— Mike Lindblom, Seattle Times.

      5. I had a similar experience at Beacon Hill. I hadn’t ever gotten off there, and I had a little time to kill so I decided to check out the station. I hadn’t been off the train for 45 seconds when I was stopped by a security guard who asked what I was doing. Really weird. I wasn’t even taking pictures. Hell, even if I had been planning on it I wouldn’t have had time to take my camera out.

    1. Was the security guard with Sea-Tac (Port of Seattle police)? Perhaps they have different training than ST’s private security or contracted Sheriff’s deputies.

      Also, more generally, security forces tend to be suspicious of people taking many pictures of an area, because you could be taking them as part of casing the place for a burglary. Did you take a picture of any expensive equipment?

      1. SeaTac/Airport station is not POSPD’s responsibility. I wasn’t with Oran so I can’t say for sure, but I’d assume it was one of the guys on the left of this photo . Some of them work for Sound Transit, and I think some of them are contractors.

      2. No, it’s Sound Transit security on the platform of the station. Not port police, not ST police, not TSA or homeland security.

        Expensive equipment? Well, I took photos of a 50-ton light rail vehicle worth $4 million, a shiny art installation suspended from the ceiling, the luggage cart rental, and a few signs.

      1. That’s not a legal document, it’s just a list of guidelines. If it referenced some WACs or RCWs that’d be different.

      2. They don’t have a policy. I’ll forward you the e-mail, but the gist of it:

        [a security course] considers photographers as suspicious, and ST does not allow photography if it is suspicious

      3. Taking photos of an art installation is suspicious?

        Anything can be claimed as suspicious. It’s too vague. And don’t even get into the issue of racial profiling. Even anti-loitering laws have been struck down as unconstitutional.

        Whoever wrote the NTI transit security policy didn’t think this through and is obviously not a transit person.

      4. Yes but it is a list of guidelines rather solidly based on Federal and State Constitutional case law.

        Something can be in law or administrative code and still not be Constitutional. Unfortunately I suspect there isn’t anything terribly specific regarding photography in the RCW, WAC, USC, or CFR.

        Even specific WAC or RCW citations aren’t going to slow down some jobsworth who is getting off on the power trip the badge and uniform gives them. Many security guard types will back off when challenged but some will just call the real cops on you. It is up to you to decide how far you want to take things at that point. That goes double if the person challenging you is a sworn law enforcement officer of some sort or another.

        When I was hassled a few years by a bunch of Homeland Security goons when taking pictures of the old Federal Office building on First and Madison I backed off and left as I decided I had better things to do with the rest of my day than attempt to educate them on photography rights. They claimed the Patriot act prohibited taking pictures of any Federal Property. This is utter BS, but again I didn’t want to spend the rest of the day arguing the point with them (or worse spending a few days in jail).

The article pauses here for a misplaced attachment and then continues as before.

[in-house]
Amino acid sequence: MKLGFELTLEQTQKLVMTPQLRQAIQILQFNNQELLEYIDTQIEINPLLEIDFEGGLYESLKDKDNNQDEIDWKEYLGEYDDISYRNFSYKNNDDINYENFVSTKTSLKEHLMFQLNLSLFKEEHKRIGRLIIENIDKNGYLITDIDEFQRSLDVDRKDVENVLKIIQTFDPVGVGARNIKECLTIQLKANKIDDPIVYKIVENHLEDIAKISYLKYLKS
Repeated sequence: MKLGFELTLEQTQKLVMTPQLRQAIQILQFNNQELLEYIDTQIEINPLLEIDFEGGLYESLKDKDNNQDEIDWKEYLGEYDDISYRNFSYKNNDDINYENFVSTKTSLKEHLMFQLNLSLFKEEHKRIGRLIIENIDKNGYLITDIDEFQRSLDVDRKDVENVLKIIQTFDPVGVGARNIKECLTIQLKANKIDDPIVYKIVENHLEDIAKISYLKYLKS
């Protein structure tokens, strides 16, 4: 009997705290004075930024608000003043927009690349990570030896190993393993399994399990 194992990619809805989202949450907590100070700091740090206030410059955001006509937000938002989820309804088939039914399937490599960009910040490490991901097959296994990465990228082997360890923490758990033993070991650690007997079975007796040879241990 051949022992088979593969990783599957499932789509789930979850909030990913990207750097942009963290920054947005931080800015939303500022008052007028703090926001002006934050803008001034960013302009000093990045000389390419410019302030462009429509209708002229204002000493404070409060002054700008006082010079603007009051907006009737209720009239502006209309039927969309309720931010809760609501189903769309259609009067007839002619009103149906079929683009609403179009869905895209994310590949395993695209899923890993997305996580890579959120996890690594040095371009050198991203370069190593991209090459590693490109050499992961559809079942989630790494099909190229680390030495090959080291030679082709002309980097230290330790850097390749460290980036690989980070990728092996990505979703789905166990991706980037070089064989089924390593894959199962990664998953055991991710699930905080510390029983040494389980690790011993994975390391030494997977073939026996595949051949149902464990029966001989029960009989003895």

5. I took a few photos in a train station in London and next thing I knew had 3 cops surround me, flash their badges and question me for ten minutes. I had to show them my photos so they could see what I was taking pictures of and deem them ok. They thought I was photographing the CCTV cameras in the station. Then again in London its hard to take a photo of something without a CCTV camera in it.

      6. This whole “photographers must be TERRORISTS!!!!1!1`1“” meme has got to stop. Seriously.

        I didn’t get hassled when I was in the UK last year taking pictures, but that was because what I had heard about it had a chilling effect on my photography already. I only took one train station photo on the whole trip, because I was terrified of being reported, or having my camera card confiscated. And there were other places where I just didn’t take photos I wanted to take because of the well-publicized anti-photography attitude there.

        Seriously, if terrorists want to attack trains/buses/Federal buildings/whatever, photographs aren’t necessary to plan the attack, and, additionally, if they want to take “terrorist photos” they can use a hidden camera, not a bloody obvious tourist point-and-shoot or SLR. This idea that photography is a terrorism risk needs to be quashed.

    2. These bozos are just looking for something to validate their existence. I regularly carry my bike up the stairs at IDS. When they see me walking my bike past the elevator they assume I’m headed towards the escalator, where bikes are not allowed. They typically move in and try to head me off, even before verifying that I’m indeed headed towards the escalator. The two who have actually spoken with me, vs. just following me and watching, definitely had an attitude.